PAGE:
(Bloomberg) -- Even as India is attracting all the global attention for the worst virus outbreak, the pandemic has done little to dent the confidence of overseas investors who are betting on a strong rebound.

BlackRock Inc. plans to use any weakness in the rupee to add to a modest long position while GW&K Investment Management LLC is boosting its stock holdings following a recent selloff. Invesco Hong Kong Ltd. and Lombard Odier favor debt linked to India’s sustainable investing and renewable energy sectors.

Portfolio managers are attempting to navigate India’s pandemic by focusing on the nation’s long-term growth prospects, with consumption expected to drive a recovery once the virus crisis passes. While the outbreak has fueled the world’s worst health crisis, limited stock outflows and a rebound in the currency attest to investors’ confidence in the South Asian economy.

“Economic growth will be tempered by the second wave in 2021, but growth will be strong this year and the long-term outlook is quite positive,” said Tom Masi and Nuno Fernandes, co-portfolio managers at GW&K Investment Management. “Short-term investors will be compelled to step aside, but long-term oriented investors understand the opportunity.”

India’s benchmark S&P BSE Sensex stock index has declined about 4% from a mid-February peak, outperforming an MSCI Asia Pacific gauge which is down more than 7%. Global funds pulled $1.5 billion from the nation’s equities in April, versus $8.4 billion when the pandemic raged in March 2020.

Amundi SA and Principal Global Investors LLC are both overweight on Indian equities.

India’s stock market “possesses several structural growth opportunities that we do not expect to be dramatically altered by the current virus surge,” said Jeff Kilkenny, portfolio manager at Principal Global Equities. Infrastructure, personal mobility and insurance are among the attractive sectors, he added.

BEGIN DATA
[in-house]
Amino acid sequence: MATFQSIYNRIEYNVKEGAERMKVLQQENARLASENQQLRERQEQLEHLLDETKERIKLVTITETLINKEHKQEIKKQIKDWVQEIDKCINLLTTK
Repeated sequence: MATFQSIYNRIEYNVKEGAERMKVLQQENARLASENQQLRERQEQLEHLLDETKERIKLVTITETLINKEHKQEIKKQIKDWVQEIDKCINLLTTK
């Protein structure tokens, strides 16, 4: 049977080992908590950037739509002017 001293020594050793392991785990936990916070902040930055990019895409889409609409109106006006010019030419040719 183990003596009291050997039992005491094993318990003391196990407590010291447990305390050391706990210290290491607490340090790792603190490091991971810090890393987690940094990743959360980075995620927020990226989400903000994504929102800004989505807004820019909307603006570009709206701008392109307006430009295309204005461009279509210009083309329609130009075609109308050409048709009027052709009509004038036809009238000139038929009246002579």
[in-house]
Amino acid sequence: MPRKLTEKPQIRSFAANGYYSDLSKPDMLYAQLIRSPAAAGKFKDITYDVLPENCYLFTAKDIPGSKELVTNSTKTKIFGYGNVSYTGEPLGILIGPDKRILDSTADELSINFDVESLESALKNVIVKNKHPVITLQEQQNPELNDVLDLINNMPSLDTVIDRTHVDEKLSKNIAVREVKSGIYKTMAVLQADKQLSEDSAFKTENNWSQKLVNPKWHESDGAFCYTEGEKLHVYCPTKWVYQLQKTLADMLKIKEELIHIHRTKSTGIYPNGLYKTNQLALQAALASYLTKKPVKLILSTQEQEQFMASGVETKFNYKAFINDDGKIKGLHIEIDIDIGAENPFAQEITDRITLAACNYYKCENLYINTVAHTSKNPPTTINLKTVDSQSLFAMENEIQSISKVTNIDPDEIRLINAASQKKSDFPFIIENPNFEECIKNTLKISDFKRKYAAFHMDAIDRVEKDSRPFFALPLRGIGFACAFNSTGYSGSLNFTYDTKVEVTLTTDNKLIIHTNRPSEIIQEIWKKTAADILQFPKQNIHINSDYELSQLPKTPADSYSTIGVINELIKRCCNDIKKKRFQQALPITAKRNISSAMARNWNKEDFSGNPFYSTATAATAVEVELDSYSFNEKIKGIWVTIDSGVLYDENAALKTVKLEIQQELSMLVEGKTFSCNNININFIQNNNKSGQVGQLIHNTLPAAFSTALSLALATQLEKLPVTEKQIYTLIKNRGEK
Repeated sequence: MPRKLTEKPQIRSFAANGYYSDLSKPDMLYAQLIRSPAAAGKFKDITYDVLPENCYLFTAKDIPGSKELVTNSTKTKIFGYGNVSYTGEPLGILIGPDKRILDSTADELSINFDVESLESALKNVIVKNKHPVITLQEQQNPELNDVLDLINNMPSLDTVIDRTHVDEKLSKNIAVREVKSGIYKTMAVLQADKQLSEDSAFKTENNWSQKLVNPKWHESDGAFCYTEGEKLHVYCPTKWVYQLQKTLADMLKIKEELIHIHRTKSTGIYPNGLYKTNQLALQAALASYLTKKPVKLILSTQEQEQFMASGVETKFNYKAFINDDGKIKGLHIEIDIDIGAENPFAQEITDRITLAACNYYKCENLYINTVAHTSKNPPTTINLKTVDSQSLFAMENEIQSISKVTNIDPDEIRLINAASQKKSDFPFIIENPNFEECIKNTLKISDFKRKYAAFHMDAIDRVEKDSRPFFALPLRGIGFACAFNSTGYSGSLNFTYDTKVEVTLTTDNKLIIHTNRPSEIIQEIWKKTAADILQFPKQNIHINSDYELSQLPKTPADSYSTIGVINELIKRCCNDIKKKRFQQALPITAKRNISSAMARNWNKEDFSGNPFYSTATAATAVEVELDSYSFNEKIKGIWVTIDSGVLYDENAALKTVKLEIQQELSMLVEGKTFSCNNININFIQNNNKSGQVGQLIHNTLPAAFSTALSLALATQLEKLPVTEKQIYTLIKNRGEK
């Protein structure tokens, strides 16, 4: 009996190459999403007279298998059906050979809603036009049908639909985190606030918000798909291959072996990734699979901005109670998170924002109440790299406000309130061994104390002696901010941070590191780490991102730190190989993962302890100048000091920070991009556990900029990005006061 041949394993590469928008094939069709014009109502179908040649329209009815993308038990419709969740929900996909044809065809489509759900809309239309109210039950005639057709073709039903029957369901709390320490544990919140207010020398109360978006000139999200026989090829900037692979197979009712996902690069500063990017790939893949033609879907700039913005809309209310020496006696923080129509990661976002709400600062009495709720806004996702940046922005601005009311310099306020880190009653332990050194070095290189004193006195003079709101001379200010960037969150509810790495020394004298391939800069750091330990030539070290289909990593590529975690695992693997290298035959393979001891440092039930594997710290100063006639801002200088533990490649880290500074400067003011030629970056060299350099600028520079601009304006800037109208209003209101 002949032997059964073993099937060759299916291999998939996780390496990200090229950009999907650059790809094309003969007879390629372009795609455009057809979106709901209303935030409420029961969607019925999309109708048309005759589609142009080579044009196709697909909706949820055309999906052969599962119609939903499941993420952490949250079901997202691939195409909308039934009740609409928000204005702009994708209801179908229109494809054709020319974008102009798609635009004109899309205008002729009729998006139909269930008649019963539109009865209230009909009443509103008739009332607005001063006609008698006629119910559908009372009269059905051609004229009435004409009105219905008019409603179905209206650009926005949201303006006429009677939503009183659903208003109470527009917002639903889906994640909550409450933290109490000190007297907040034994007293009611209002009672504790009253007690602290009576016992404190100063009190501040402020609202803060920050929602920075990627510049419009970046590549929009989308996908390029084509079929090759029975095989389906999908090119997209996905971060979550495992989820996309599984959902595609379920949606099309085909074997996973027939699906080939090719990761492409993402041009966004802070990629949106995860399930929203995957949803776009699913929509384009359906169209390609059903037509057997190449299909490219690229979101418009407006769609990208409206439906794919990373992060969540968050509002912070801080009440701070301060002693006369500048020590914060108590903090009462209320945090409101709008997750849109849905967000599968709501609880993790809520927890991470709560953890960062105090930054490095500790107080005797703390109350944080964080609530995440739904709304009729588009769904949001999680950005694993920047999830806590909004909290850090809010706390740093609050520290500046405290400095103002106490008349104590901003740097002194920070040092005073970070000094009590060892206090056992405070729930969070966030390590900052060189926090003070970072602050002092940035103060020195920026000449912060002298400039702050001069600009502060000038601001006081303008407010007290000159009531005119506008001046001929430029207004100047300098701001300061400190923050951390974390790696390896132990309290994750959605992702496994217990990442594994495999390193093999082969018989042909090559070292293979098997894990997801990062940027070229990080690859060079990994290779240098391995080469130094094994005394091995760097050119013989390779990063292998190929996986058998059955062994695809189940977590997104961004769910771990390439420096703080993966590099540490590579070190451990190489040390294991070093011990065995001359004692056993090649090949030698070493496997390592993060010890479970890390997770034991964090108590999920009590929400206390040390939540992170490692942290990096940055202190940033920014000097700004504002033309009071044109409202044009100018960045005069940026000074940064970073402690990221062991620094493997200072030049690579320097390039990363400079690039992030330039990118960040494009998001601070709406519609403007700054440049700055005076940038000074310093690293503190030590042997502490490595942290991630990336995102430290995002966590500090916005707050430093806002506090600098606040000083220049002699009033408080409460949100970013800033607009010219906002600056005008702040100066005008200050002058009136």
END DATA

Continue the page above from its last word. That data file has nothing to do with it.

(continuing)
Investors also like the rupee. The currency has rebounded to become Asia’s best performer in May from its worst in April, and BlackRock Inc. expects it to remain supported as slowing growth shrinks India’s imports and helps shore up the current-account balance.

To be sure, a worsening in the outbreak could alter the picture. M&G Investments is adopting a cautious stance and has a short position on India’s currency.

“A lot of the dollar-rupee correction from the April virus spike may be behind us and maybe the negative news has been priced in,” said Eva Sun-Wai, a fund manager at M&G. “Having said that, I’m not keen on adding exposure back to India yet. The odds of a Covid mutation are high and equity outflows may continue.”


Sustainable investing is one area that’s expected to remain resilient and investors including Invesco and Lombard Odier like bonds in this segment.

Sectors linked to ESG or renewable “will continue to be very supportive by global investors,” said Freddy Wong, head of Asia fixed income at Invesco. “They will always get access to funding and the revenue streams tend to be very stable, and that’s where a lot believe the pandemic impact on those renewable or utility-related companies will be limited.”

One area of the market that’s booming is green debt. Indian firms have sold a record $4.1 billion of such notes so far in 2021 with JSW Hydro Energy, ReNew Power and Continuum Energy among the issuers.

Dollar-denominated credit is another area of interest. BlackRock is of the view that investment-grade issuers including quasi-sovereigns and conglomerates will be less impacted by the drop in consumer confidence and spending, according to Neeraj Seth, head of Asia credit.

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